Alternative Hypothesis



About that Word Crimes video…

Yes, this one:

Many (most?) of my friends have sent me this video over the past week, and I’ve got to be honest. I think it’s funny. As a language lover and someone who is sick to death of the original “Blurred Lines” song, I got a genuine kick out of the parody. Every. Single. Time. But after a colleague suggested that it might be my theme song (which don’t get me wrong, I also thought was funny), I thought it might be time to set the record straight about my take on word crimes (the acts, not the video).

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Academic writing: maybe we’re doing it wrong

In all of my time in and around academia, there’s one thing that I’ve never quite been able to understand about how it works:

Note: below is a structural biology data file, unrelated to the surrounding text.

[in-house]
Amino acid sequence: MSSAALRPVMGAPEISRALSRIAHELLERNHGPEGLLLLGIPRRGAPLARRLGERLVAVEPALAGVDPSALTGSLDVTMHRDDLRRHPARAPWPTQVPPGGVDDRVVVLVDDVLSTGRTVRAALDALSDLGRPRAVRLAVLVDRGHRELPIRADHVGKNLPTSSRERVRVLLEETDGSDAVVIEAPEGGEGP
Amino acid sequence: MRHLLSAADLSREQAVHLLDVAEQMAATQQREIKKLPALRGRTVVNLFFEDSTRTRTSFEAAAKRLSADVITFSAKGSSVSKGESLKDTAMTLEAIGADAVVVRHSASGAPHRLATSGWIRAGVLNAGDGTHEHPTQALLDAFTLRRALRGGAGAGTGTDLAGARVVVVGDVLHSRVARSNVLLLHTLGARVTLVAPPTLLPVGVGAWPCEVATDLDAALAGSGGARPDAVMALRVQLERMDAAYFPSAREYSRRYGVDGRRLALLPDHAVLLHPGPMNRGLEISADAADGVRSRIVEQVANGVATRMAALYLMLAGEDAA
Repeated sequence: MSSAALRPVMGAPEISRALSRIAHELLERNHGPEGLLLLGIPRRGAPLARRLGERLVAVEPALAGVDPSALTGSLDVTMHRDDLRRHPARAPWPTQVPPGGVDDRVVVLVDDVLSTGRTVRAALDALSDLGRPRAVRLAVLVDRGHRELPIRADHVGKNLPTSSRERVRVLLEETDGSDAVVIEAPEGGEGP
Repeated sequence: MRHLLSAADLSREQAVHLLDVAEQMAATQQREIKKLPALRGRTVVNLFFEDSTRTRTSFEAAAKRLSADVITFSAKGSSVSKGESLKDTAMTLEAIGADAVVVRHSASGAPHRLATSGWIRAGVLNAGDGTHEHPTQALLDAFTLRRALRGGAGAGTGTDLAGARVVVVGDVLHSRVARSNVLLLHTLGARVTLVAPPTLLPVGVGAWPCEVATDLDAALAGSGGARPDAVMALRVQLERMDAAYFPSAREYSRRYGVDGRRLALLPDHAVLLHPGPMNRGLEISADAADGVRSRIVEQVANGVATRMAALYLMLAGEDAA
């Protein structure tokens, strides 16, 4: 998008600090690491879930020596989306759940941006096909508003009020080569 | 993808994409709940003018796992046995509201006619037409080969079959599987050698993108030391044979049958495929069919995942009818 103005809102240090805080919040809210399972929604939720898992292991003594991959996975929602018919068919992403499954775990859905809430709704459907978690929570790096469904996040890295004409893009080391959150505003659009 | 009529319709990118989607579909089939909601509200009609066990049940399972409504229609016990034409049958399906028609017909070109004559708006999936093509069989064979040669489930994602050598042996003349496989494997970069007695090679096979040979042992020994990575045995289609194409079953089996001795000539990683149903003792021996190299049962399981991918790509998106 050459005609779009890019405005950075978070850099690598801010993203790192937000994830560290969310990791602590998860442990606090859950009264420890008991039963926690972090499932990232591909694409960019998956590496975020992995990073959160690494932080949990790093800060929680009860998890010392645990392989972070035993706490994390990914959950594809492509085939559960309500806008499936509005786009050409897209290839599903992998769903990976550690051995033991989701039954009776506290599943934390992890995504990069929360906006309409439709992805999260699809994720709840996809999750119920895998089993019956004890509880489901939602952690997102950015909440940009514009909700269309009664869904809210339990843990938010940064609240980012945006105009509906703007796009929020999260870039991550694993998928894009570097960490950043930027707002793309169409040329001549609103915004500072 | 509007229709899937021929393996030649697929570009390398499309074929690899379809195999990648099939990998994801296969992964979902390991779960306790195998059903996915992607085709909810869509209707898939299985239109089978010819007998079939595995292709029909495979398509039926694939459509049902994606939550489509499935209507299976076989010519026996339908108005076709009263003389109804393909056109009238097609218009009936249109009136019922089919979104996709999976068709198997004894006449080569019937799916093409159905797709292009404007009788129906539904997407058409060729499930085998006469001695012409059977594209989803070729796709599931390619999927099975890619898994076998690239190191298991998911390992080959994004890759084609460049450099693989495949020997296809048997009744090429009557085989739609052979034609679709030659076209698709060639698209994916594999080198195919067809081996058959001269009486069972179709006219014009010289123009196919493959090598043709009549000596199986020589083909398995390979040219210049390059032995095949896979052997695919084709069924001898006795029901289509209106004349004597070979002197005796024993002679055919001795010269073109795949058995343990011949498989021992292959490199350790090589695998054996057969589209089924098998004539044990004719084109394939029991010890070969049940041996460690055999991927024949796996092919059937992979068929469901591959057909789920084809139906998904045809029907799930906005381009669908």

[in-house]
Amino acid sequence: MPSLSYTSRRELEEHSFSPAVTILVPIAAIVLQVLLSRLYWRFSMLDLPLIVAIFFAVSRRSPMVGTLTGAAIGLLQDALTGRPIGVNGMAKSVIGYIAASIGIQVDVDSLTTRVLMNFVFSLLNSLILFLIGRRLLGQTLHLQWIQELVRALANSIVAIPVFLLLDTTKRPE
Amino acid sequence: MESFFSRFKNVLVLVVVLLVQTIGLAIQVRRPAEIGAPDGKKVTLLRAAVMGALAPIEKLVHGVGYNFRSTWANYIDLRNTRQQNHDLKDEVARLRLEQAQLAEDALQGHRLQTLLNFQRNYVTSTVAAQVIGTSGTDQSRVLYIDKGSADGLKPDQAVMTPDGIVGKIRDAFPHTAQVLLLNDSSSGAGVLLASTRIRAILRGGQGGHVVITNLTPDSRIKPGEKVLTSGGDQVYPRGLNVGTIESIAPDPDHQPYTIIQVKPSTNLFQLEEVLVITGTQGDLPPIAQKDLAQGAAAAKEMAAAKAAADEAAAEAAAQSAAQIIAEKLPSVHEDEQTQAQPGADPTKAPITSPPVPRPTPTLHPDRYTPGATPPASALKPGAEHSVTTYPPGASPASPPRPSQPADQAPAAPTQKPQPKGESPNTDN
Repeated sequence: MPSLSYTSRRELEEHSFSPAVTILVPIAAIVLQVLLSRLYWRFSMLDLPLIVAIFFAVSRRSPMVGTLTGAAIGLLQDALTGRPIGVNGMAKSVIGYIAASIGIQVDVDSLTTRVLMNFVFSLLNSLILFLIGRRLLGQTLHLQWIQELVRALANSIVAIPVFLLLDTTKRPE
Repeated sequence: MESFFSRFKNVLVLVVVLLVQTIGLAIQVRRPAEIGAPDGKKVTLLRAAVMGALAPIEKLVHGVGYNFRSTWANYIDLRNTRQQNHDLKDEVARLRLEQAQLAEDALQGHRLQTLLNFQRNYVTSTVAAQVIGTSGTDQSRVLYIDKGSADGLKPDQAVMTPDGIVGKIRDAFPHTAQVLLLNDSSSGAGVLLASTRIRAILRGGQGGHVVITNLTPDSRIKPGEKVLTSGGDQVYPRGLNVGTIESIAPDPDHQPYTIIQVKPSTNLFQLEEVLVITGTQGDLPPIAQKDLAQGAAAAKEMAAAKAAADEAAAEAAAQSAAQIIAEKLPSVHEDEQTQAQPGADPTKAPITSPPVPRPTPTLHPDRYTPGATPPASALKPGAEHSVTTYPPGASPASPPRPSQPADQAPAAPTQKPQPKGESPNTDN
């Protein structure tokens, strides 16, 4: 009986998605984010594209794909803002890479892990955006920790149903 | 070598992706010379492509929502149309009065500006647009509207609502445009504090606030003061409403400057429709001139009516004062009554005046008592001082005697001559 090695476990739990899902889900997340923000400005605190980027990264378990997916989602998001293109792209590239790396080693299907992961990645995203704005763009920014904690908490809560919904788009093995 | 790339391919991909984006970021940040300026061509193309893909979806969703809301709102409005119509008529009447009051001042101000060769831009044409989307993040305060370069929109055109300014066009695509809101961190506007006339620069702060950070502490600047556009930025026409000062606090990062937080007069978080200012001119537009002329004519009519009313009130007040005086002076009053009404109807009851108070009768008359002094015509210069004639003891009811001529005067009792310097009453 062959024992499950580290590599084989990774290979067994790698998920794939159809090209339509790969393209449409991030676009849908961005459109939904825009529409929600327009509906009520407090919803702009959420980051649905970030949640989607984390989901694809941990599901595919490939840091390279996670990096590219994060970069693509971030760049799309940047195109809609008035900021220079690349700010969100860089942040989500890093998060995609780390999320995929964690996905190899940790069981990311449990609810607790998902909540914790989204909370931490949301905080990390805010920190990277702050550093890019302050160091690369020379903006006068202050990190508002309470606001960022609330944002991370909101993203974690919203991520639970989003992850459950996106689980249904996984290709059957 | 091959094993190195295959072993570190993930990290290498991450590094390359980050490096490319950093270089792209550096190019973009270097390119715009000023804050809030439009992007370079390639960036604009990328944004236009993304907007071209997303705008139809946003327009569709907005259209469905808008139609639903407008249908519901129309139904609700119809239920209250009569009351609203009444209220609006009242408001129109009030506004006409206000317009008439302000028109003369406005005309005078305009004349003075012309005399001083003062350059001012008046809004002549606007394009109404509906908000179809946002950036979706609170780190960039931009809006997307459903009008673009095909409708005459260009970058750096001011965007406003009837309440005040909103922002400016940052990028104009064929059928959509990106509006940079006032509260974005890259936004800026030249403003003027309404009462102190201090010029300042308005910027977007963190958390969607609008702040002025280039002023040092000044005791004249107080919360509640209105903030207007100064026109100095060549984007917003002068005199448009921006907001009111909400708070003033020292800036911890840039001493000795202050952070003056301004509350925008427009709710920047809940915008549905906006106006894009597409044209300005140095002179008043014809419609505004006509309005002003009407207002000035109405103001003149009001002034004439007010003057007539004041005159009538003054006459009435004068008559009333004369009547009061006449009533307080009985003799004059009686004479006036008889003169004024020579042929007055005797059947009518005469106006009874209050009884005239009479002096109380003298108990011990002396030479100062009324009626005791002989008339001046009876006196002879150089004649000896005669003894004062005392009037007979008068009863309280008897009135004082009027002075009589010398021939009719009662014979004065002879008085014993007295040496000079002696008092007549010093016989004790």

Writing is perhaps THE most important thing we do in academia. We supposedly write our way through our undergrad degrees, we write our theses & dissertations, we write research proposals, we write journal articles and book chapters and textbooks. Writing is both the intellectual and the career advancement currency of the academic enterprise.

Yet, one of the most common complaints I hear from academics — regardless of the discipline or year that they teach —  is that students are lacking the basic writing skills necessary for them to succeed.

What gives?

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Five common grammatical mistakes explained with pancakes

Tuesday, March 4th (March forth, get it?) is National Grammar Day. This year, it also happens to be Pancake Tuesday, the day when we’re all supposed to confess our sins and stuff ourselves with pancakes before Lent.

I’m not so crazy about Lent, but grammar and pancakes? On the same day? You mean I can make pancakes in the shape of punctuation marks for…um…educational purposes?

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